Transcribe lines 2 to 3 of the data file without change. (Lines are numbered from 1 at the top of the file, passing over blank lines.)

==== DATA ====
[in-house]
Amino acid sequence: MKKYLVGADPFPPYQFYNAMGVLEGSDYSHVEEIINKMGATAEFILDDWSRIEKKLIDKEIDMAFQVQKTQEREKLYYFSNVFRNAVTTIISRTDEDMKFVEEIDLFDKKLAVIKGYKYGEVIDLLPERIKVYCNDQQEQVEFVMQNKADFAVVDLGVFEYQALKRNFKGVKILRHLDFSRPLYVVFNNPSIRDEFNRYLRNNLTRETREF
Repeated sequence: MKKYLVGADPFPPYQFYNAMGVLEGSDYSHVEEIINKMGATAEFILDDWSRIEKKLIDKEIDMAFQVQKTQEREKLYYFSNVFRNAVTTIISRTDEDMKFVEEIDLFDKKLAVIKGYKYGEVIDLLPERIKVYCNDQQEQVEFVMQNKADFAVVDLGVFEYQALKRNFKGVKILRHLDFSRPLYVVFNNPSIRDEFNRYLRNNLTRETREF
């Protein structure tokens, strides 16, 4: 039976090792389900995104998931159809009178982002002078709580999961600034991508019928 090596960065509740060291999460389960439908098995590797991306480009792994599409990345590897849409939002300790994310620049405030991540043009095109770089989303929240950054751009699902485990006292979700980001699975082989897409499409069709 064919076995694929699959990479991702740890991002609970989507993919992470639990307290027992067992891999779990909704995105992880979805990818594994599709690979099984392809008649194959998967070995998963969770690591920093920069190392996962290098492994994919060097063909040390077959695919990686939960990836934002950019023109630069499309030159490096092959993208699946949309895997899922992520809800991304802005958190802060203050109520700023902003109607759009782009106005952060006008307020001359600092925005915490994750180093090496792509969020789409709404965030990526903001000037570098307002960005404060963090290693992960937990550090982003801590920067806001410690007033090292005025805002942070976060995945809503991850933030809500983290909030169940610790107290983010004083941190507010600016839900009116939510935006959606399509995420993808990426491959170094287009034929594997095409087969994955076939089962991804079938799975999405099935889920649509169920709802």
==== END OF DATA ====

Amino acid sequence: MKKYLVGADPFPPYQFYNAMGVLEGSDYSHVEEIINKMGATAEFILDDWSRIEKKLIDKEIDMAFQVQKTQEREKLYYFSNVFRNAVTTIISRTDEDMKFVEEIDLFDKKLAVIKGYKYGEVIDLLPERIKVYCNDQQEQVEFVMQNKADFAVVDLGVFEYQALKRNFKGVKILRHLDFSRPLYVVFNNPSIRDEFNRYLRNNLTRETREF
Repeated sequence: MKKYLVGADPFPPYQFYNAMGVLEGSDYSHVEEIINKMGATAEFILDDWSRIEKKLIDKEIDMAFQVQKTQEREKLYYFSNVFRNAVTTIISRTDEDMKFVEEIDLFDKKLAVIKGYKYGEVIDLLPERIKVYCNDQQEQVEFVMQNKADFAVVDLGVFEYQALKRNFKGVKILRHLDFSRPLYVVFNNPSIRDEFNRYLRNNLTRETREF